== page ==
From: [identity profile] heartmart.livejournal.com
Wow. They are beautiful! What did you use to stick the bits onto the pots?

On the way home recently, Gabi and I were talking about haiku - I don't even remember why. She and the A-Team tried coming up with some. She had the idea, but they couldn't get past rhyming words. No haiku was born. But it was fun to try.

Getting the form is easy - getting substance is not.

(no subject)

Date: 2009-05-02 02:14 am (UTC)
From: [identity profile] deltamiss.livejournal.com
We use plain old Elmer's Glue. It's the only thing I've found that works. I show the kids how it works best if you allow a few seconds to get tacky before applying the leaf or flower. Then I have them put a nice coat on top around the edges the next day.

You're right...the form is easy. Kids are so concrete, though. My students have the worst time with the contrast.

(no subject)

Date: 2009-05-02 03:02 am (UTC)
From: [identity profile] heartmart.livejournal.com
Oh, well if white glue works, then I would try Mod Podge. It has the same stickiness, and dries clear - but would seal out moisture and air so the color would last longer - but it would cost a bit more.

They are so pretty, it would be nice to make them last a bit longer.

Any way - I am going to try your pots with the A-Team for Mother's Day gifts! But we will put a flower in them.

OH! I have a friend who used to write haiku on strips of brown paper or parchment - she did it in calligraphy. Then she hung them in the trees with thread. Depending on the season, they would last a few weeks to a few months.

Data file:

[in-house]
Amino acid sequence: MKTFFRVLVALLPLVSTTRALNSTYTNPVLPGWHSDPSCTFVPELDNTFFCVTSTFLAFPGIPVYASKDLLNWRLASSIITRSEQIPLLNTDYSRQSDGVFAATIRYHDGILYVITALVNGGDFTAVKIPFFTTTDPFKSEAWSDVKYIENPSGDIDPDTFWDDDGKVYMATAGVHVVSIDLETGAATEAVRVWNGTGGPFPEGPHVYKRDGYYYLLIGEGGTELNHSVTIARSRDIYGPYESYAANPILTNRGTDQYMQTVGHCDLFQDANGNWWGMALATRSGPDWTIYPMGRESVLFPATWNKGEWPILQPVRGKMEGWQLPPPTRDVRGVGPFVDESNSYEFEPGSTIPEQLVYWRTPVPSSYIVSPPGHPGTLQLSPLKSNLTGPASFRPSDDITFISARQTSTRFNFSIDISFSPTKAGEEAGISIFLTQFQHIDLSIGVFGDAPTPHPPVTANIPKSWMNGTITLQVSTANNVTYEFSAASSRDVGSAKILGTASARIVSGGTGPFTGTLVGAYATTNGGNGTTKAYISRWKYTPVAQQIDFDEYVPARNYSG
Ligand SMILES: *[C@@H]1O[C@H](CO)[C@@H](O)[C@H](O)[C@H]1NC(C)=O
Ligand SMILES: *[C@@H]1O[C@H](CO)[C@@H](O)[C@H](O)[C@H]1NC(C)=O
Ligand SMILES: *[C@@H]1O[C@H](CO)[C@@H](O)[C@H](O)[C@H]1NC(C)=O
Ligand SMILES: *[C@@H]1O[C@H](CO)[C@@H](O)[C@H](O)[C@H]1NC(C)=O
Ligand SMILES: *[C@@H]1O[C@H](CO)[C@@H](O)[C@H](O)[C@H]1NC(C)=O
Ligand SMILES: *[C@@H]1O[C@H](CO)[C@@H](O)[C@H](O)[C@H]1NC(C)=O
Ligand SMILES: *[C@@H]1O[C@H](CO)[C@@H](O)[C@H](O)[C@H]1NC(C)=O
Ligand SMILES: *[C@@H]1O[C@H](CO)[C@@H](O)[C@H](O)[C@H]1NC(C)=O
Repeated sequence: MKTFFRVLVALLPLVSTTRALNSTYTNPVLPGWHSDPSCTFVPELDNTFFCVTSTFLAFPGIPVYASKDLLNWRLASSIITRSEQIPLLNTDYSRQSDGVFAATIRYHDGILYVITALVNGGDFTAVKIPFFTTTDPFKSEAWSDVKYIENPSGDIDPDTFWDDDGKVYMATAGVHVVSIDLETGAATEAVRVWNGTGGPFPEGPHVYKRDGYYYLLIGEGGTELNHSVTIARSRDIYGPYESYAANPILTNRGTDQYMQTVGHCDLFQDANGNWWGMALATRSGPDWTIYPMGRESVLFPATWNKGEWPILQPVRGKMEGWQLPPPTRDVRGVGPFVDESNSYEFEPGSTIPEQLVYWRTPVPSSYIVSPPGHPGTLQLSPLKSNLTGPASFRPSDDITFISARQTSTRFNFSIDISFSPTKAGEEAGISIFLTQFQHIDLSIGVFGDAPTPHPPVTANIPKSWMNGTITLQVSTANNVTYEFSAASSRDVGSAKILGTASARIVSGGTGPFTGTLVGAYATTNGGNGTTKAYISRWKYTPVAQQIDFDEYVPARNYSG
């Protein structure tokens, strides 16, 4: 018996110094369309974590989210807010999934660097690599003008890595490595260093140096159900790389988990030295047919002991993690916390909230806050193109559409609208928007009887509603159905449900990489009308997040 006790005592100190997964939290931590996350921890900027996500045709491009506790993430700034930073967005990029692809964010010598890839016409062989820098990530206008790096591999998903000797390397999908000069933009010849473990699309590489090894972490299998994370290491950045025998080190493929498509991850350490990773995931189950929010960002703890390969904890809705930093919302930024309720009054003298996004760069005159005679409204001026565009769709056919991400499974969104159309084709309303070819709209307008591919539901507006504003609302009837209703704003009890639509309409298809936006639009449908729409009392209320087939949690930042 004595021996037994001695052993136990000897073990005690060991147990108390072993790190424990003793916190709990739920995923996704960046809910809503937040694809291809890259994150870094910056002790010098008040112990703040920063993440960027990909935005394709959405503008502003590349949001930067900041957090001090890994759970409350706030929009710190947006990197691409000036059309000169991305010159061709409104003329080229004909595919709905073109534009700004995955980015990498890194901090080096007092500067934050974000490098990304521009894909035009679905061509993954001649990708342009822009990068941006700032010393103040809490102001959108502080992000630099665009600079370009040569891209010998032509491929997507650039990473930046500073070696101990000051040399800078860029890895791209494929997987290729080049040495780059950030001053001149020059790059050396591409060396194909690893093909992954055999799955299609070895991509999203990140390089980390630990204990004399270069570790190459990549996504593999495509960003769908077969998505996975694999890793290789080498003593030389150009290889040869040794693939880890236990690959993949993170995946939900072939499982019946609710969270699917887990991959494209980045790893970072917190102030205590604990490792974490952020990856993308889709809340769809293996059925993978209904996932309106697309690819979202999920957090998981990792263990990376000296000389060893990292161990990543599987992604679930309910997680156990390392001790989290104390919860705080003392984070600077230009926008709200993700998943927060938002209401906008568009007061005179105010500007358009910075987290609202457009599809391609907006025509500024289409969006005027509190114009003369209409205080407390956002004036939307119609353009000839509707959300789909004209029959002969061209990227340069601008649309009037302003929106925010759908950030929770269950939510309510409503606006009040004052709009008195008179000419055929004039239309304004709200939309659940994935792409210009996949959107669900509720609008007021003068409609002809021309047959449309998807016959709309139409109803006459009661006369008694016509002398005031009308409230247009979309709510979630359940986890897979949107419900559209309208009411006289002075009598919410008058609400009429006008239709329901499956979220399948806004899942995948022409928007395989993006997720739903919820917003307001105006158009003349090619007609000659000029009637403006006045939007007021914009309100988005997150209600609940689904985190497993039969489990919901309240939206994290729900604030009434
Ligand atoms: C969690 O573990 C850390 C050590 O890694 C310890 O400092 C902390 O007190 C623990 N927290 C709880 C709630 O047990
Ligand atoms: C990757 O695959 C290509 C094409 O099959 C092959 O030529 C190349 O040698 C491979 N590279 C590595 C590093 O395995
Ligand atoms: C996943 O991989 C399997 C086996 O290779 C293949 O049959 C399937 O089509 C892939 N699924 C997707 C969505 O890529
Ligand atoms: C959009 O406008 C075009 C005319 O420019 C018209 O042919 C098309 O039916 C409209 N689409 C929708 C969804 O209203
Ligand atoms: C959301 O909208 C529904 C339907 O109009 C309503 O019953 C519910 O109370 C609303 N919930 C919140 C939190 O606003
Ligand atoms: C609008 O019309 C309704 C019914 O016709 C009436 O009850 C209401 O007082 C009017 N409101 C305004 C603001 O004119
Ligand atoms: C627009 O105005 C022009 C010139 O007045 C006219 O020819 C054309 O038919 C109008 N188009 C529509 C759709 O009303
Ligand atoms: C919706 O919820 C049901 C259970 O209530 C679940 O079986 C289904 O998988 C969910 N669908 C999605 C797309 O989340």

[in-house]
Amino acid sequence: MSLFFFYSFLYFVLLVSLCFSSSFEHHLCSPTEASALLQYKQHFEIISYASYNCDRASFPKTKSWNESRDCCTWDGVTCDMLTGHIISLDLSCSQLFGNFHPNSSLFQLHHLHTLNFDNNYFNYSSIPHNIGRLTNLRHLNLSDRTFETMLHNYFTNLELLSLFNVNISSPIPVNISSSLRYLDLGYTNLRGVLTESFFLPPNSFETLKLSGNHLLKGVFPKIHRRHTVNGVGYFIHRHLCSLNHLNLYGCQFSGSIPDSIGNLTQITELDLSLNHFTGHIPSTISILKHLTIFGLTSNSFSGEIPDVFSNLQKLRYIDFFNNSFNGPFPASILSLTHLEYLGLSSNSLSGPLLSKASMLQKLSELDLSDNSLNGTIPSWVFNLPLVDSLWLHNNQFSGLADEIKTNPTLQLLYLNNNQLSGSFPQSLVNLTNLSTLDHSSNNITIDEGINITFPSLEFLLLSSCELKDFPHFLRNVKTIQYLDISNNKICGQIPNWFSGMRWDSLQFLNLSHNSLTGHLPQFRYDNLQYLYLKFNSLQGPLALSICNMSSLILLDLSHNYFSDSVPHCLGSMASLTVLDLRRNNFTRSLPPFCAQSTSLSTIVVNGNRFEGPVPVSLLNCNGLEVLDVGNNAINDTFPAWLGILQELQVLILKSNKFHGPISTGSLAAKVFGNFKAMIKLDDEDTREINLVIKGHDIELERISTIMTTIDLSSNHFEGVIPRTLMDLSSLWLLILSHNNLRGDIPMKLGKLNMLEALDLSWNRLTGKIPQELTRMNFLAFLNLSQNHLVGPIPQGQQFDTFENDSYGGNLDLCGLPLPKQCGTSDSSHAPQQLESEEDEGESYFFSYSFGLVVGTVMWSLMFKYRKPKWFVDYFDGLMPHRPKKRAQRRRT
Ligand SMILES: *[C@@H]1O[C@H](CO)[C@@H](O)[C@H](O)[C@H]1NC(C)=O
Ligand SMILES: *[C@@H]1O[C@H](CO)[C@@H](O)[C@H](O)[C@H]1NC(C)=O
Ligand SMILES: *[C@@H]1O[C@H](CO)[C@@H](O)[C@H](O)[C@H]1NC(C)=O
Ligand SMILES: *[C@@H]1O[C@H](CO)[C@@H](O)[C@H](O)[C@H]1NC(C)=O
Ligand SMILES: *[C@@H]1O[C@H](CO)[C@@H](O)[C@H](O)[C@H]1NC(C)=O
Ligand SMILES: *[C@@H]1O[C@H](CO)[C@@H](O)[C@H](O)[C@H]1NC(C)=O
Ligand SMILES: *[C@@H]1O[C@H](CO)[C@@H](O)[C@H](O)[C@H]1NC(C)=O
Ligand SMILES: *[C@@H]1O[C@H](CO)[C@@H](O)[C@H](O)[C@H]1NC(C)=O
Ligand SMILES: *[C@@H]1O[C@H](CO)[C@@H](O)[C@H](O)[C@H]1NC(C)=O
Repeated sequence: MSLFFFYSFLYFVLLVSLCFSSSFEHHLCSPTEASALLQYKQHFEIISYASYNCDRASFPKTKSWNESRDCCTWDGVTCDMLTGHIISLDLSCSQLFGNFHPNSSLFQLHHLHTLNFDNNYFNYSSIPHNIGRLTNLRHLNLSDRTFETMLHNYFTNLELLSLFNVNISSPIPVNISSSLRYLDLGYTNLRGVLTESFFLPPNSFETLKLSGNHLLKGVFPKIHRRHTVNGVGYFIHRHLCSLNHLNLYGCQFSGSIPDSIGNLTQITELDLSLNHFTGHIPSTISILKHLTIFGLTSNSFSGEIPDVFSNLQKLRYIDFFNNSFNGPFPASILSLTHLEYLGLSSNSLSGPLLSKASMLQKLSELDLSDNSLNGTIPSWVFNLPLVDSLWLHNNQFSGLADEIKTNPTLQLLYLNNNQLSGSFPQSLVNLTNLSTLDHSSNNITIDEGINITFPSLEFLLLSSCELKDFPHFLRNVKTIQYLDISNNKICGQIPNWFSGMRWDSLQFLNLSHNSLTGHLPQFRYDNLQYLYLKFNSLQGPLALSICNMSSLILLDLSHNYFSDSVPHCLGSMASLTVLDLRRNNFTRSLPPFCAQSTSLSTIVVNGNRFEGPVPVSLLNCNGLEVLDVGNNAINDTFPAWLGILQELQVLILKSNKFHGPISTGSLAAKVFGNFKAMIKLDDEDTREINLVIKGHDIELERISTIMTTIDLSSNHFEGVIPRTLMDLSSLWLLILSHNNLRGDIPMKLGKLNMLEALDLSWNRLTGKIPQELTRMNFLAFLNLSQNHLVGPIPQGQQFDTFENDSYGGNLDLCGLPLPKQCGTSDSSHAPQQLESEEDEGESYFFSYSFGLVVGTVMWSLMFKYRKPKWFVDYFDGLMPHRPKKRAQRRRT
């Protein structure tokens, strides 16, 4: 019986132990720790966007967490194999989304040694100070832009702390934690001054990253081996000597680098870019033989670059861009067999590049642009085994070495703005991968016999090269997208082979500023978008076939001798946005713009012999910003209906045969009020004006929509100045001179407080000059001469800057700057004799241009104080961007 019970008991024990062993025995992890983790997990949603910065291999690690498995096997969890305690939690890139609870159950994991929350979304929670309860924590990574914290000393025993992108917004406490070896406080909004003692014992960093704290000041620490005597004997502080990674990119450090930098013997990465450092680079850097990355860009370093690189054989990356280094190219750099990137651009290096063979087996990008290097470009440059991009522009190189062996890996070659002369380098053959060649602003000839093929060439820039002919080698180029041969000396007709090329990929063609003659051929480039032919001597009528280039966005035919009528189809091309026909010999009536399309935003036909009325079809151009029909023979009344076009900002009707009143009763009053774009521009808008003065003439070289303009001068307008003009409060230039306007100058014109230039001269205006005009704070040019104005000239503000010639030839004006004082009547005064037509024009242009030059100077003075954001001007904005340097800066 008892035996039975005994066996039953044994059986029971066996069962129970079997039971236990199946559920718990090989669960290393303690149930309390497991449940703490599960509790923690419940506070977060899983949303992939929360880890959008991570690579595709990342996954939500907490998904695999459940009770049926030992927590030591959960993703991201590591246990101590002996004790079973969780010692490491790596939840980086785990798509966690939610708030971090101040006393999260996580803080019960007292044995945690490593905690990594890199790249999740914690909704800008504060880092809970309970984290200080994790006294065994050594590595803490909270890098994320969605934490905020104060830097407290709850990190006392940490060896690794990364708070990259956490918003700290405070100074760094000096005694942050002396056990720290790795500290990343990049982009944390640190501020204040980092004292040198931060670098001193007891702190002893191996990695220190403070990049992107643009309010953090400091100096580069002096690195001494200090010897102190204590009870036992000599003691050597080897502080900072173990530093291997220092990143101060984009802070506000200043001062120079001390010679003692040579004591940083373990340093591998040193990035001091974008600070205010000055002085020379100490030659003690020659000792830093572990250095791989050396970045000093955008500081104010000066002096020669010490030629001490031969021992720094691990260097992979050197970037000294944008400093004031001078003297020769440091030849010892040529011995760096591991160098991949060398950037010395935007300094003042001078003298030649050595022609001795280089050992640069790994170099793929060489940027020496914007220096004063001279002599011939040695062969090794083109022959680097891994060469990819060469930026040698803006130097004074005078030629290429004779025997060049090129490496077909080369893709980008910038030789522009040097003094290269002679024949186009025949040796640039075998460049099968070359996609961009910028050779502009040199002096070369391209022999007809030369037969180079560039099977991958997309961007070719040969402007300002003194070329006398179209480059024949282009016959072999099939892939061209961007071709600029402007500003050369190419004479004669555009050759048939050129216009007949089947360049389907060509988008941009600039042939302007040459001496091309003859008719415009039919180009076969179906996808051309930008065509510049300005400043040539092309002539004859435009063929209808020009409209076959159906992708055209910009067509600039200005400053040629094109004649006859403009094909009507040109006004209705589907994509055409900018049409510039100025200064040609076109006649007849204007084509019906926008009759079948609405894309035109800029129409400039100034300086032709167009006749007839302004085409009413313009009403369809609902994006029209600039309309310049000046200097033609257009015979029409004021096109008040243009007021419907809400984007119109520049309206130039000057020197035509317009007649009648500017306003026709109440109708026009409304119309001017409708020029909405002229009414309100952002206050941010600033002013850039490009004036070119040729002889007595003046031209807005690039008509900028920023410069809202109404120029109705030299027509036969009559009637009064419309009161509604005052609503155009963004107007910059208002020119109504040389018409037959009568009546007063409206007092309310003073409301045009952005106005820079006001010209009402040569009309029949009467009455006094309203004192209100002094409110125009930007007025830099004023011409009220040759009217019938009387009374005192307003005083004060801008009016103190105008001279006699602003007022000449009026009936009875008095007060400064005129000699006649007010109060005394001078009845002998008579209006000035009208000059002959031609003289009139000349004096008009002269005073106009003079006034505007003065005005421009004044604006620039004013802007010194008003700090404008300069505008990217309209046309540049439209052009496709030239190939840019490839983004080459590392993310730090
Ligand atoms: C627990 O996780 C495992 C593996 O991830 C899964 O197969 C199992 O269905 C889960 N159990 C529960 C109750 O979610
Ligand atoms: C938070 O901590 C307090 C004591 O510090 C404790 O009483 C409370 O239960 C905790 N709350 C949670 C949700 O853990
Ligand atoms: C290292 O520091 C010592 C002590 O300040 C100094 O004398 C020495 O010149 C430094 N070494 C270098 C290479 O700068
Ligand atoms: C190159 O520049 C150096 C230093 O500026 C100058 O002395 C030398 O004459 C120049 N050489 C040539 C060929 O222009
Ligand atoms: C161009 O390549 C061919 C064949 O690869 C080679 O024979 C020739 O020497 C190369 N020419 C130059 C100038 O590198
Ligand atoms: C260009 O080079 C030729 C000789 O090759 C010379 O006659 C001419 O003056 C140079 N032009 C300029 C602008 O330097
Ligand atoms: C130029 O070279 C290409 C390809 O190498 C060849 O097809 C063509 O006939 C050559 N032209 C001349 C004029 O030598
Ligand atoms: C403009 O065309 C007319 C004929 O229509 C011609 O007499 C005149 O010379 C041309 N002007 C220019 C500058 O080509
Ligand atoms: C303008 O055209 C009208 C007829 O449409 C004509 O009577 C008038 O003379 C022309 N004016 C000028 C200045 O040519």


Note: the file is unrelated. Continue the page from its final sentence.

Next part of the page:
(no subject)

Date: 2009-05-02 11:10 am (UTC)
From: [identity profile] deltamiss.livejournal.com
I've thought about buying a couple of jars of Mod Podge just for this project. It's the only one of the year we do that requires white glue. Maureen used to use Mod Podge.

What a neat idea with the haiku!

(no subject)

Date: 2009-05-02 07:35 pm (UTC)
From: [identity profile] heartmart.livejournal.com
One spring she filled my leafless little crabapple tree with haiku about spring and related topics all on pastel parchment. It was beautiful!

(no subject)

Date: 2009-05-02 04:22 am (UTC)
From: [identity profile] sandypfeff.livejournal.com
If it's any consolation, h.s. seniors are also very concrete. They could get the haiku form but rarely wrote any good ones. Have you ever tried limericks with your 8th graders? My seniors really had fun with those although many turned out rather risque! Ha!

(no subject)

Date: 2009-05-02 11:13 am (UTC)
From: [identity profile] deltamiss.livejournal.com
Whenever I point out the poem has no contrast, the kids begin using opposites...hard rain/soft soil. It drives me bonkers. No matter how many times I show them an example, they fall back on antonyms. :D

We wrote limericks back in the winter. I had good luck with them last year and the year before, but this year...oh, my! For some reason they can't 'hear' the anapestic rhythm. :/

(no subject)

Date: 2009-05-02 06:06 pm (UTC)
From: [identity profile] sandypfeff.livejournal.com
Have you tried clapping the rhythm?

I have even done rocking motions to show rhythm. For example, with Frost's "Stopping by Woods. . ."

"My LIT-tle HORSE must THINK it's QUEER
To STOP withOUT a FARMhouse NEAR..."

I would read the whole poem accenting the all cap syllables while rocking as if I were moving to the rhythm of a horse just slowly plodding along. Of course, some kids caught on more easily than others, but by the time I finished reading almost all of them were "riding" along with me.

Profile

deltamiss: (Default)
deltamiss

December 2011

S M T W T F S
    123
45678910
11121314151617
18192021222324
252627282930 31

Most Popular Tags

Style Credit

Expand Cut Tags

No cut tags